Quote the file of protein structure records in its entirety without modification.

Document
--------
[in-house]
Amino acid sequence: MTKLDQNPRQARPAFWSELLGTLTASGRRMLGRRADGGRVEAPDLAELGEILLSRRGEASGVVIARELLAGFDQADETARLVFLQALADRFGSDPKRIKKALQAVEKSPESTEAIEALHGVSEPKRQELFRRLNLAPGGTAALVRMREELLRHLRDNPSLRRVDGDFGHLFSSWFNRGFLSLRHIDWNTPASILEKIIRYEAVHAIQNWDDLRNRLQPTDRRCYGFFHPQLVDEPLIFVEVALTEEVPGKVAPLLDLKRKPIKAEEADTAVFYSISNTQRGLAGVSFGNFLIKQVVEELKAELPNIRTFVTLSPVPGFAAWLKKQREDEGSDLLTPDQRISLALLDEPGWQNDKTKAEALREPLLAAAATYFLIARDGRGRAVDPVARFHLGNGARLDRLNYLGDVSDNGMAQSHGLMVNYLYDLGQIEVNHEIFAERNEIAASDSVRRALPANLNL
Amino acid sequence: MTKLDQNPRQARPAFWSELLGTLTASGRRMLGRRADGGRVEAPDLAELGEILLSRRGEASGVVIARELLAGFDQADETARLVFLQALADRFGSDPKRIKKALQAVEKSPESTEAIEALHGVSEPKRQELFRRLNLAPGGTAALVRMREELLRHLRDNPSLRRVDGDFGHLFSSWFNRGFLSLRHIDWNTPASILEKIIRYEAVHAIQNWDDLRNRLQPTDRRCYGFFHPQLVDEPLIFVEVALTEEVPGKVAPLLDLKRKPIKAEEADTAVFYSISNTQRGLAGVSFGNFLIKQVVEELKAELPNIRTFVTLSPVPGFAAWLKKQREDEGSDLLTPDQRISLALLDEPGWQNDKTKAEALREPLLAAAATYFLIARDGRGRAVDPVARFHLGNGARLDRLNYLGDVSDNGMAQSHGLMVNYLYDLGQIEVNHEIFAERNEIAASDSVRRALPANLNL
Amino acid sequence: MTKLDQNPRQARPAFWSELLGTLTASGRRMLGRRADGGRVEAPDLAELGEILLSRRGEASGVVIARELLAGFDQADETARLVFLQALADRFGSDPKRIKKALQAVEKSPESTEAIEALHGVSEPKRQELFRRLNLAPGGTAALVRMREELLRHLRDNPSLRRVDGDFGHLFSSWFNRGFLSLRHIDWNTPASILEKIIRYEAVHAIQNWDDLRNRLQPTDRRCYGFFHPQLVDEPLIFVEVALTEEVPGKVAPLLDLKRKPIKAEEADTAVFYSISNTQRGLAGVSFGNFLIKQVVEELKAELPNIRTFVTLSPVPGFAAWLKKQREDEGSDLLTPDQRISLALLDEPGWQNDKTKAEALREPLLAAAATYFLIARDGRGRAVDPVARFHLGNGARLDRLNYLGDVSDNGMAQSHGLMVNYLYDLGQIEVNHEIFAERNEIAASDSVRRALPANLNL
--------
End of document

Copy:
[in-house]
Amino acid sequence: MTKLDQNPRQARPAFWSELLGTLTASGRRMLGRRADGGRVEAPDLAELGEILLSRRGEASGVVIARELLAGFDQADETARLVFLQALADRFGSDPKRIKKALQAVEKSPESTEAIEALHGVSEPKRQELFRRLNLAPGGTAALVRMREELLRHLRDNPSLRRVDGDFGHLFSSWFNRGFLSLRHIDWNTPASILEKIIRYEAVHAIQNWDDLRNRLQPTDRRCYGFFHPQLVDEPLIFVEVALTEEVPGKVAPLLDLKRKPIKAEEADTAVFYSISNTQRGLAGVSFGNFLIKQVVEELKAELPNIRTFVTLSPVPGFAAWLKKQREDEGSDLLTPDQRISLALLDEPGWQNDKTKAEALREPLLAAAATYFLIARDGRGRAVDPVARFHLGNGARLDRLNYLGDVSDNGMAQSHGLMVNYLYDLGQIEVNHEIFAERNEIAASDSVRRALPANLNL
Amino acid sequence: MTKLDQNPRQARPAFWSELLGTLTASGRRMLGRRADGGRVEAPDLAELGEILLSRRGEASGVVIARELLAGFDQADETARLVFLQALADRFGSDPKRIKKALQAVEKSPESTEAIEALHGVSEPKRQELFRRLNLAPGGTAALVRMREELLRHLRDNPSLRRVDGDFGHLFSSWFNRGFLSLRHIDWNTPASILEKIIRYEAVHAIQNWDDLRNRLQPTDRRCYGFFHPQLVDEPLIFVEVALTEEVPGKVAPLLDLKRKPIKAEEADTAVFYSISNTQRGLAGVSFGNFLIKQVVEELKAELPNIRTFVTLSPVPGFAAWLKKQREDEGSDLLTPDQRISLALLDEPGWQNDKTKAEALREPLLAAAATYFLIARDGRGRAVDPVARFHLGNGARLDRLNYLGDVSDNGMAQSHGLMVNYLYDLGQIEVNHEIFAERNEIAASDSVRRALPANLNL
Amino acid sequence: MTKLDQNPRQARPAFWSELLGTLTASGRRMLGRRADGGRVEAPDLAELGEILLSRRGEASGVVIARELLAGFDQADETARLVFLQALADRFGSDPKRIKKALQAVEKSPESTEAIEALHGVSEPKRQELFRRLNLAPGGTAALVRMREELLRHLRDNPSLRRVDGDFGHLFSSWFNRGFLSLRHIDWNTPASILEKIIRYEAVHAIQNWDDLRNRLQPTDRRCYGFFHPQLVDEPLIFVEVALTEEVPGKVAPLLDLKRKPIKAEEADTAVFYSISNTQRGLAGVSFGNFLIKQVVEELKAELPNIRTFVTLSPVPGFAAWLKKQREDEGSDLLTPDQRISLALLDEPGWQNDKTKAEALREPLLAAAATYFLIARDGRGRAVDPVARFHLGNGARLDRLNYLGDVSDNGMAQSHGLMVNYLYDLGQIEVNHEIFAERNEIAASDSVRRALPANLNL